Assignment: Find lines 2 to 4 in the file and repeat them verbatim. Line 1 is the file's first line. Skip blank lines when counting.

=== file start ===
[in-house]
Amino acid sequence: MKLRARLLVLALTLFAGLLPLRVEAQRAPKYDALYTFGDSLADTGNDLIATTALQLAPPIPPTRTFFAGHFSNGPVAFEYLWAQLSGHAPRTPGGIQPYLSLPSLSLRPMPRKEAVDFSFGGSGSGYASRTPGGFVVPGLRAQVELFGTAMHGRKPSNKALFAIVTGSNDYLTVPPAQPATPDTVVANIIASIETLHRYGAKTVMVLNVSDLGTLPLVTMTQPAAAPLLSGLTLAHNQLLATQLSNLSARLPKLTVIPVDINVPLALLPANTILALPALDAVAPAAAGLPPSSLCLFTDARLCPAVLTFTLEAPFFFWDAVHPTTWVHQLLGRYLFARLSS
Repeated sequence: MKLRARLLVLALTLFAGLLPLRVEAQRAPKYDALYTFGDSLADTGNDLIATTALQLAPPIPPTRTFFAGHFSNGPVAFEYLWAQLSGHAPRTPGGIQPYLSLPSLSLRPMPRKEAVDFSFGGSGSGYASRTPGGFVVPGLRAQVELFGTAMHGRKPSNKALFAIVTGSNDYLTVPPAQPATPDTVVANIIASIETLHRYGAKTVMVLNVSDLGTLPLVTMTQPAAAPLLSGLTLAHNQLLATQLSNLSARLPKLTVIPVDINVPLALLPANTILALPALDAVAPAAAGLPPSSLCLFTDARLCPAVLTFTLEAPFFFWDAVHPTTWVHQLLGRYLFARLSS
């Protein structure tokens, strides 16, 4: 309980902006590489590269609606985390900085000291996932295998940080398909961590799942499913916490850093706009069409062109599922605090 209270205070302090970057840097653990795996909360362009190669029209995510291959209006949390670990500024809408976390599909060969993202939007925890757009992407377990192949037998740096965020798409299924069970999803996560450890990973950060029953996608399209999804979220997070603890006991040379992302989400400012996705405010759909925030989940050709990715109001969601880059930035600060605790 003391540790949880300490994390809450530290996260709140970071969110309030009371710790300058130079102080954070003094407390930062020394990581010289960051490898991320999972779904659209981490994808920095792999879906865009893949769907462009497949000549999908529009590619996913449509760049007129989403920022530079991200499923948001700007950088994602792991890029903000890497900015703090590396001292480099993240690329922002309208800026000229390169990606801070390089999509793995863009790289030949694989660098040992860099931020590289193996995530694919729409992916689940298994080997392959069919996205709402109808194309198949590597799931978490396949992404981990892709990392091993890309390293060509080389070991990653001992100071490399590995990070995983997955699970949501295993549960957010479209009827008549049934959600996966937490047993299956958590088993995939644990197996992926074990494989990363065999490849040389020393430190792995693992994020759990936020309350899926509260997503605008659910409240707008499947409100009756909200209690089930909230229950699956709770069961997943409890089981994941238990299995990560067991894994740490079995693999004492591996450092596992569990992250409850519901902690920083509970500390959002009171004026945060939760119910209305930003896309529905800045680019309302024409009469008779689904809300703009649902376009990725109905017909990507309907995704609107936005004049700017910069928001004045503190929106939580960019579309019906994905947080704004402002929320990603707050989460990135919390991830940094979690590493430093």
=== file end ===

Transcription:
Amino acid sequence: MKLRARLLVLALTLFAGLLPLRVEAQRAPKYDALYTFGDSLADTGNDLIATTALQLAPPIPPTRTFFAGHFSNGPVAFEYLWAQLSGHAPRTPGGIQPYLSLPSLSLRPMPRKEAVDFSFGGSGSGYASRTPGGFVVPGLRAQVELFGTAMHGRKPSNKALFAIVTGSNDYLTVPPAQPATPDTVVANIIASIETLHRYGAKTVMVLNVSDLGTLPLVTMTQPAAAPLLSGLTLAHNQLLATQLSNLSARLPKLTVIPVDINVPLALLPANTILALPALDAVAPAAAGLPPSSLCLFTDARLCPAVLTFTLEAPFFFWDAVHPTTWVHQLLGRYLFARLSS
Repeated sequence: MKLRARLLVLALTLFAGLLPLRVEAQRAPKYDALYTFGDSLADTGNDLIATTALQLAPPIPPTRTFFAGHFSNGPVAFEYLWAQLSGHAPRTPGGIQPYLSLPSLSLRPMPRKEAVDFSFGGSGSGYASRTPGGFVVPGLRAQVELFGTAMHGRKPSNKALFAIVTGSNDYLTVPPAQPATPDTVVANIIASIETLHRYGAKTVMVLNVSDLGTLPLVTMTQPAAAPLLSGLTLAHNQLLATQLSNLSARLPKLTVIPVDINVPLALLPANTILALPALDAVAPAAAGLPPSSLCLFTDARLCPAVLTFTLEAPFFFWDAVHPTTWVHQLLGRYLFARLSS
């Protein structure tokens, strides 16, 4: 309980902006590489590269609606985390900085000291996932295998940080398909961590799942499913916490850093706009069409062109599922605090 209270205070302090970057840097653990795996909360362009190669029209995510291959209006949390670990500024809408976390599909060969993202939007925890757009992407377990192949037998740096965020798409299924069970999803996560450890990973950060029953996608399209999804979220997070603890006991040379992302989400400012996705405010759909925030989940050709990715109001969601880059930035600060605790 003391540790949880300490994390809450530290996260709140970071969110309030009371710790300058130079102080954070003094407390930062020394990581010289960051490898991320999972779904659209981490994808920095792999879906865009893949769907462009497949000549999908529009590619996913449509760049007129989403920022530079991200499923948001700007950088994602792991890029903000890497900015703090590396001292480099993240690329922002309208800026000229390169990606801070390089999509793995863009790289030949694989660098040992860099931020590289193996995530694919729409992916689940298994080997392959069919996205709402109808194309198949590597799931978490396949992404981990892709990392091993890309390293060509080389070991990653001992100071490399590995990070995983997955699970949501295993549960957010479209009827008549049934959600996966937490047993299956958590088993995939644990197996992926074990494989990363065999490849040389020393430190792995693992994020759990936020309350899926509260997503605008659910409240707008499947409100009756909200209690089930909230229950699956709770069961997943409890089981994941238990299995990560067991894994740490079995693999004492591996450092596992569990992250409850519901902690920083509970500390959002009171004026945060939760119910209305930003896309529905800045680019309302024409009469008779689904809300703009649902376009990725109905017909990507309907995704609107936005004049700017910069928001004045503190929106939580960019579309019906994905947080704004402002929320990603707050989460990135919390991830940094979690590493430093």